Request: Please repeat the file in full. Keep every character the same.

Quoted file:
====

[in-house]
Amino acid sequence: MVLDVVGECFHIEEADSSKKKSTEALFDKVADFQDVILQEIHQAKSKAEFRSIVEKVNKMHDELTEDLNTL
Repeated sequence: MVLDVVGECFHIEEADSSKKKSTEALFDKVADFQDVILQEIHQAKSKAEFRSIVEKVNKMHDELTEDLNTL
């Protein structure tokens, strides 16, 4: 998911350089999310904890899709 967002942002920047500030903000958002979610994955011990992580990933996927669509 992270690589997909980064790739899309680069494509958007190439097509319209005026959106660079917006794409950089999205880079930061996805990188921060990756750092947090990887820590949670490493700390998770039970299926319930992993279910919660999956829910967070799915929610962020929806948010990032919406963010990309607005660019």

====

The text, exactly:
[in-house]
Amino acid sequence: MVLDVVGECFHIEEADSSKKKSTEALFDKVADFQDVILQEIHQAKSKAEFRSIVEKVNKMHDELTEDLNTL
Repeated sequence: MVLDVVGECFHIEEADSSKKKSTEALFDKVADFQDVILQEIHQAKSKAEFRSIVEKVNKMHDELTEDLNTL
């Protein structure tokens, strides 16, 4: 998911350089999310904890899709 967002942002920047500030903000958002979610994955011990992580990933996927669509 992270690589997909980064790739899309680069494509958007190439097509319209005026959106660079917006794409950089999205880079930061996805990188921060990756750092947090990887820590949670490493700390998770039970299926319930992993279910919660999956829910967070799915929610962020929806948010990032919406963010990309607005660019």